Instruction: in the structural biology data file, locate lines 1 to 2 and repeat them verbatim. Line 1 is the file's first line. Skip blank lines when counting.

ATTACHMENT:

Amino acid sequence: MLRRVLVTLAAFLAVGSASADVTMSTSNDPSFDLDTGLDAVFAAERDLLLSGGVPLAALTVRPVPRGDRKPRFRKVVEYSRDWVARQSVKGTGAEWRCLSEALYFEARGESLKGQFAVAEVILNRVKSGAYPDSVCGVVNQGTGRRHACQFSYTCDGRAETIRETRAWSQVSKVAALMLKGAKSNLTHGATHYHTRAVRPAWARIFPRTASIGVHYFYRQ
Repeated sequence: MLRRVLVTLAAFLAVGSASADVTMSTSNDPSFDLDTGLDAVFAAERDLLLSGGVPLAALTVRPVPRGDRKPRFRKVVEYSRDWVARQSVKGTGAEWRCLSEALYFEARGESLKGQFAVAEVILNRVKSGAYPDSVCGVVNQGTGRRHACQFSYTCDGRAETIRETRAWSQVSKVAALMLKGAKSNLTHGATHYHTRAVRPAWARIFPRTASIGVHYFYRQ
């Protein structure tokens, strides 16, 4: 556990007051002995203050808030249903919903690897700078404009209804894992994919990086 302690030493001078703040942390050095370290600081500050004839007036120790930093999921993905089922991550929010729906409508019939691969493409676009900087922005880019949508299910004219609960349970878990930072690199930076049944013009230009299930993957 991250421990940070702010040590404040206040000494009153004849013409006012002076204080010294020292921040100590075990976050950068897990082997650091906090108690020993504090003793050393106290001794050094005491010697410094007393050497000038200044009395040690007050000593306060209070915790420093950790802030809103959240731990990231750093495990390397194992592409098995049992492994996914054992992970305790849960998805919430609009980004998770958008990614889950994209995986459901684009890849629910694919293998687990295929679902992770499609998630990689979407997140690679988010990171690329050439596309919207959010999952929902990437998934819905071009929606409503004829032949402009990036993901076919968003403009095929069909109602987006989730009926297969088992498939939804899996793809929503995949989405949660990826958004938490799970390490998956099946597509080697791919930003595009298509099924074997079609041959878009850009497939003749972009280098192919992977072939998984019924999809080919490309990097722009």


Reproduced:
Amino acid sequence: MLRRVLVTLAAFLAVGSASADVTMSTSNDPSFDLDTGLDAVFAAERDLLLSGGVPLAALTVRPVPRGDRKPRFRKVVEYSRDWVARQSVKGTGAEWRCLSEALYFEARGESLKGQFAVAEVILNRVKSGAYPDSVCGVVNQGTGRRHACQFSYTCDGRAETIRETRAWSQVSKVAALMLKGAKSNLTHGATHYHTRAVRPAWARIFPRTASIGVHYFYRQ
Repeated sequence: MLRRVLVTLAAFLAVGSASADVTMSTSNDPSFDLDTGLDAVFAAERDLLLSGGVPLAALTVRPVPRGDRKPRFRKVVEYSRDWVARQSVKGTGAEWRCLSEALYFEARGESLKGQFAVAEVILNRVKSGAYPDSVCGVVNQGTGRRHACQFSYTCDGRAETIRETRAWSQVSKVAALMLKGAKSNLTHGATHYHTRAVRPAWARIFPRTASIGVHYFYRQ